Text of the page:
I've got a deeply recursive function that should in theory work well even with large inputs. The problem is at the time of writing I forgot that C# doesn't do tail-call optimization very well, if at all, so I get `StackOverflowException`

s for any complex-enough input. The basic structure of the method is in two large methods, each calling the other.

```
public object Simplify(object param) {
if (IsSimple(param))
return param;
else
return Expand(param);
}
private object Expand(object param) {
return Simplify(ProcessExpansion(param));
}
```

Both `IsSimple`

and `ProcessExpansion`

have a relatively fixed stack depth - the only problem is the recursion between Simplify and Expand. How would you go about reducing the stack depth here?

I was thinking of returning delegates that would calculate the result, but that seems like overkill - there must be a simpler way. This is my thought of a solution (it isn't very polished because I keep thinking I must be doing something horribly wrong here):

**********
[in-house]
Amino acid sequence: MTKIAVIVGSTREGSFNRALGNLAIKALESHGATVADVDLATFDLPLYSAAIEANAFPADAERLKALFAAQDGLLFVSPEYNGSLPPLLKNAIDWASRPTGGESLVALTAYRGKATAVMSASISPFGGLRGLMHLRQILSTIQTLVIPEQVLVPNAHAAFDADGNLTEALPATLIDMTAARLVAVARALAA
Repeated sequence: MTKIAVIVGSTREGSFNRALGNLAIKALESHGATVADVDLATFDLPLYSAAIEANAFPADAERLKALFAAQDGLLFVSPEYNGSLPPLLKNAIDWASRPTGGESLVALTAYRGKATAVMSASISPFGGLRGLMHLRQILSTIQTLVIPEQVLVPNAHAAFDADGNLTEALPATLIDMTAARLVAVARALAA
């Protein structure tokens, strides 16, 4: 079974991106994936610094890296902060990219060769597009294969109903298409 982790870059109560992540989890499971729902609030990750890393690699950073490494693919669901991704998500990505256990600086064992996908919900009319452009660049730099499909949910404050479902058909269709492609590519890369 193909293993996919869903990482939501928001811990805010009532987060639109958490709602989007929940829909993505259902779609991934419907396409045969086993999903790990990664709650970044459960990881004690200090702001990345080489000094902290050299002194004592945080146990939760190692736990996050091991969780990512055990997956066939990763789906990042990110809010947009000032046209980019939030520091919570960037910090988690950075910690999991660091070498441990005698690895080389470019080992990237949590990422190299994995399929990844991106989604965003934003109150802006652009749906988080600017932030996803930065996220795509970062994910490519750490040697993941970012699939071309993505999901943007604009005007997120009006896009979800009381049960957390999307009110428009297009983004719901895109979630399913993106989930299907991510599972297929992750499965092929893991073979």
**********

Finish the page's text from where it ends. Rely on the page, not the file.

```
public object Simplify(object param) {
object result = () => SimplifyInternal(param);
while (result is Func<object>)
result = ((Func<object>)result)();
return result;
}
private object SimplifyInternal(object param) {
if (IsSimple(param))
return param;
else
return Expand(param);
}
private object Expand(object param) {
return () => SimplifyInternal(ProcessExpansion(param));
}
```

So my two questions are:

- What is it that feels horribly wrong with this solution?
- Can you think of a better one?